Bios research project still sailing on Oleander
Bermuda Container Line ships have picked up more than cargo for the past 28 years as they steamed between the island and New Jersey.
Scientific equipment installed on the succession of vessels named Oleander has collected vital information on the health of the ocean.
However, the Covid-19 pandemic has disrupted the work of scientists at the Bermuda Institute of Ocean Sciences.
Ruth Curry, a Bios physical oceanographer, said: “The scientific instruments on the ship are mostly automated, and in theory the Covid-19 shelter-at-home rules should not have affected data collection.
“The reality was a bit different because some of the scientific equipment is off the ship being repaired or updated.”
Scientific equipment was transferred to the new Oleander ship, which went into service a year ago.
Matt Enright, a Bios chemical oceanographer, travelled with the new ship last November for the first time to install equipment to measure carbon dioxide levels in the water and which also collects other information.
He said: “I've been on lots of ocean research vessels. But this was different. With a research vessel you may stop to take samples. On the Oleander, the object is just to get there.
“I had a smooth ride. And my room was very nice, very luxurious. The Oleander seems very big in Bermuda. When you get to Port Elizabeth though, it's the smallest ship.”
He installed the carbon dioxide equipment and expected to upgrade it in March.
But Mr Enright said the lockdown disrupted plans and the new system was stranded in Miami.
He added: “We've only just been allowed back to the Bios offices. We haven't even started planning for how we're going to get that equipment.”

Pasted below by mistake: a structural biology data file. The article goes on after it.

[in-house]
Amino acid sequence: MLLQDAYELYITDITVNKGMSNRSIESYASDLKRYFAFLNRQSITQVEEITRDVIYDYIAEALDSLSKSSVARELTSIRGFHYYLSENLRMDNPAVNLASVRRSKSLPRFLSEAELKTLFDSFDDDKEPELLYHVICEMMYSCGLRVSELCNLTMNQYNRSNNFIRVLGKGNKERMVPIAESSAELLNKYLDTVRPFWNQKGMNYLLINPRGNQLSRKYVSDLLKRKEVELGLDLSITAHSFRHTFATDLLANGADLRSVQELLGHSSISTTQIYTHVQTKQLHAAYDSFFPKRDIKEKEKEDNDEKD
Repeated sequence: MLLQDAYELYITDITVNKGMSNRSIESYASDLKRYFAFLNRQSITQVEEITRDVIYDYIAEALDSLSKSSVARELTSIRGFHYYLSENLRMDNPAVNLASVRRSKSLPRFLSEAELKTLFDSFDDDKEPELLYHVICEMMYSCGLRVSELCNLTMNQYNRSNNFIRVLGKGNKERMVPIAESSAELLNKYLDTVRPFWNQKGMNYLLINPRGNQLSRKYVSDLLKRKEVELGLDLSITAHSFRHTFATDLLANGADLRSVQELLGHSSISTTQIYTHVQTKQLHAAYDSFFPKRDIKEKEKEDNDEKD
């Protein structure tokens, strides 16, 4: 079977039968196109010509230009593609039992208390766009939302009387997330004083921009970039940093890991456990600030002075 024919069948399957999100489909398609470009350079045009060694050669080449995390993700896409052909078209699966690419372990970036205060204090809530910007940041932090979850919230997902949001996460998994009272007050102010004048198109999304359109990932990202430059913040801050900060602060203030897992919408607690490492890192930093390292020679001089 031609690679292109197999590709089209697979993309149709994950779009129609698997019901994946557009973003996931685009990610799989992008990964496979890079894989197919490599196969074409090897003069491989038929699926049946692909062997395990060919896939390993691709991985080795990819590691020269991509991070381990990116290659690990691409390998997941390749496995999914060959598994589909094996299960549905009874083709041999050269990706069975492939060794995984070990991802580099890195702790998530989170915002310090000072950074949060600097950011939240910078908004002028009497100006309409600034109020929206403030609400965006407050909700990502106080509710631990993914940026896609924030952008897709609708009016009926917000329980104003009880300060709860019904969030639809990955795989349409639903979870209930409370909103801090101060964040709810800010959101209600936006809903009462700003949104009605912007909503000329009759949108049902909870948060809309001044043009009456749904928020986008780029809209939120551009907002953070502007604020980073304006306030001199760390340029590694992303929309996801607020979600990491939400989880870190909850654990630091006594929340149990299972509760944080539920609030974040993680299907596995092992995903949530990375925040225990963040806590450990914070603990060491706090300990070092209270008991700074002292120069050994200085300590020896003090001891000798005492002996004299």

Ms Curry said: “We are watching and waiting for the opportunity to get these systems operational.
“We don't want to compromise the crew's safety and security, nor be a burden to the Bermuda Container Line during this crisis.”
The Oleander project is operated in a joint effort with a team of researchers from the University of Rhode Island, Stony Brook University in New York, the US National Oceanic and Atmospheric Administration, the University of Hawaii, and Woods Hole Oceanographic Institution in Massachusetts.
Ms Curry said that over the past three decades, the data has shown significant ocean warming of between 1.8F and 2.1F from the edge of the US continental slope to Bermuda down to depths of 1,200ft.
She explained that could have an impact on the frequency and strength of hurricanes.
Ms Curry said: “This is something to be very concerned about. Heat provides the energy that fuels tropical storms and is a major factor determining their intensity.
“Warmer waters between Bermuda, the Caribbean, and North America increase the chances of hurricanes blowing up into super storms that make landfall. It can also extend hurricane season to start earlier and end later.”
She added: “The monthly Oleander temperature observations clearly show that surface waters are not cooling as much in the winter. This means it takes less time for the upper ocean to reach the threshold that feeds hurricanes.”
Ms Curry added that there were no significant changes in the strength of the Gulf Stream, which flows past Bermuda.
She said a weakened Gulf Stream could lead to faster melt of polar ice caps and a rise in ocean levels.
But Ms Curry warned that there was no guarantee that the Gulf Stream would not be weakened in the future.
The measurements from the Oleander are processed at Bios and forwarded to data centres in the US, where they are distributed through NOAA's websites to researchers, forecasters, and the public.
• For more information see http://oleander.BIOS.ed m